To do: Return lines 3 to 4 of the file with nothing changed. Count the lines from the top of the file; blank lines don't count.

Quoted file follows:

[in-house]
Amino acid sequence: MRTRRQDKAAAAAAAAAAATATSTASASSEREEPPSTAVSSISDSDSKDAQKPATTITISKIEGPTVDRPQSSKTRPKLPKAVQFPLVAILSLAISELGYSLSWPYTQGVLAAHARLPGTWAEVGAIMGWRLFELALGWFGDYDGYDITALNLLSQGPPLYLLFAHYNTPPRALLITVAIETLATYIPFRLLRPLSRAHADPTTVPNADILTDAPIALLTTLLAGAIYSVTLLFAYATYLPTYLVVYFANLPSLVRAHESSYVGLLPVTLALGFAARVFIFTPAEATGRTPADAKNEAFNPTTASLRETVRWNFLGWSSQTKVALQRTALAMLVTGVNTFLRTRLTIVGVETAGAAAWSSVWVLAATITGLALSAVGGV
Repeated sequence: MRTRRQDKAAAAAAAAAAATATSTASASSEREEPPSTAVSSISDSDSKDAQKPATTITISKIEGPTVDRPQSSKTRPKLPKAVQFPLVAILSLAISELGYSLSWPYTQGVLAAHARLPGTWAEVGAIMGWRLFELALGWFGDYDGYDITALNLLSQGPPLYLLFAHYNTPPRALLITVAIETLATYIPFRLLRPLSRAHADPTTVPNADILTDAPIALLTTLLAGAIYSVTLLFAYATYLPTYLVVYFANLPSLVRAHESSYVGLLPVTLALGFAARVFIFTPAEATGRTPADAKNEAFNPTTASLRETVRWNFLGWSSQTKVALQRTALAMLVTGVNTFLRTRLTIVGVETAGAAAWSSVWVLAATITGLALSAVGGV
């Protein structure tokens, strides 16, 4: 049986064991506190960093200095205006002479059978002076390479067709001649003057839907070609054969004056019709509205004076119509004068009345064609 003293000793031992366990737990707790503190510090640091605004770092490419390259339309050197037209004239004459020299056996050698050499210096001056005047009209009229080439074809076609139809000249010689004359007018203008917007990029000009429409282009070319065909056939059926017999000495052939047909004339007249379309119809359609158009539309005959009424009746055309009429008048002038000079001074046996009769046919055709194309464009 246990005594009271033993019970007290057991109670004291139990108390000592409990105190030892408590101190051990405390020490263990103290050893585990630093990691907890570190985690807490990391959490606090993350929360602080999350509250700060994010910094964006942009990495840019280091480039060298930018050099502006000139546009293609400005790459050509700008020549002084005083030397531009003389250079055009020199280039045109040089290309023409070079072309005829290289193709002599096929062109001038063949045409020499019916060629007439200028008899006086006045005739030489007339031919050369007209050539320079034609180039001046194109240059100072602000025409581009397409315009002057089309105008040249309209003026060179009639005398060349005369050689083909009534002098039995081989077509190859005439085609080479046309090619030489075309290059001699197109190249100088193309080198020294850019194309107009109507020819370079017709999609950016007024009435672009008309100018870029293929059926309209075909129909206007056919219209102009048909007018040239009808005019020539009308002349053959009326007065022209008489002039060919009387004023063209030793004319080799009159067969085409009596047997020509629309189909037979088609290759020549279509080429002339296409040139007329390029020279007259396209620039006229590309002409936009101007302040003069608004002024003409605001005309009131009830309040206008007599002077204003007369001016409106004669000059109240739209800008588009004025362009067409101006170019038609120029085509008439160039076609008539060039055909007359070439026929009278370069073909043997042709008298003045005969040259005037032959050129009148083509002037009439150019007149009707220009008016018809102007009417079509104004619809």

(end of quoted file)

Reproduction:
Repeated sequence: MRTRRQDKAAAAAAAAAAATATSTASASSEREEPPSTAVSSISDSDSKDAQKPATTITISKIEGPTVDRPQSSKTRPKLPKAVQFPLVAILSLAISELGYSLSWPYTQGVLAAHARLPGTWAEVGAIMGWRLFELALGWFGDYDGYDITALNLLSQGPPLYLLFAHYNTPPRALLITVAIETLATYIPFRLLRPLSRAHADPTTVPNADILTDAPIALLTTLLAGAIYSVTLLFAYATYLPTYLVVYFANLPSLVRAHESSYVGLLPVTLALGFAARVFIFTPAEATGRTPADAKNEAFNPTTASLRETVRWNFLGWSSQTKVALQRTALAMLVTGVNTFLRTRLTIVGVETAGAAAWSSVWVLAATITGLALSAVGGV
């Protein structure tokens, strides 16, 4: 049986064991506190960093200095205006002479059978002076390479067709001649003057839907070609054969004056019709509205004076119509004068009345064609 003293000793031992366990737990707790503190510090640091605004770092490419390259339309050197037209004239004459020299056996050698050499210096001056005047009209009229080439074809076609139809000249010689004359007018203008917007990029000009429409282009070319065909056939059926017999000495052939047909004339007249379309119809359609158009539309005959009424009746055309009429008048002038000079001074046996009769046919055709194309464009 246990005594009271033993019970007290057991109670004291139990108390000592409990105190030892408590101190051990405390020490263990103290050893585990630093990691907890570190985690807490990391959490606090993350929360602080999350509250700060994010910094964006942009990495840019280091480039060298930018050099502006000139546009293609400005790459050509700008020549002084005083030397531009003389250079055009020199280039045109040089290309023409070079072309005829290289193709002599096929062109001038063949045409020499019916060629007439200028008899006086006045005739030489007339031919050369007209050539320079034609180039001046194109240059100072602000025409581009397409315009002057089309105008040249309209003026060179009639005398060349005369050689083909009534002098039995081989077509190859005439085609080479046309090619030489075309290059001699197109190249100088193309080198020294850019194309107009109507020819370079017709999609950016007024009435672009008309100018870029293929059926309209075909129909206007056919219209102009048909007018040239009808005019020539009308002349053959009326007065022209008489002039060919009387004023063209030793004319080799009159067969085409009596047997020509629309189909037979088609290759020549279509080429002339296409040139007329390029020279007259396209620039006229590309002409936009101007302040003069608004002024003409605001005309009131009830309040206008007599002077204003007369001016409106004669000059109240739209800008588009004025362009067409101006170019038609120029085509008439160039076609008539060039055909007359070439026929009278370069073909043997042709008298003045005969040259005037032959050129009148083509002037009439150019007149009707220009008016018809102007009417079509104004619809």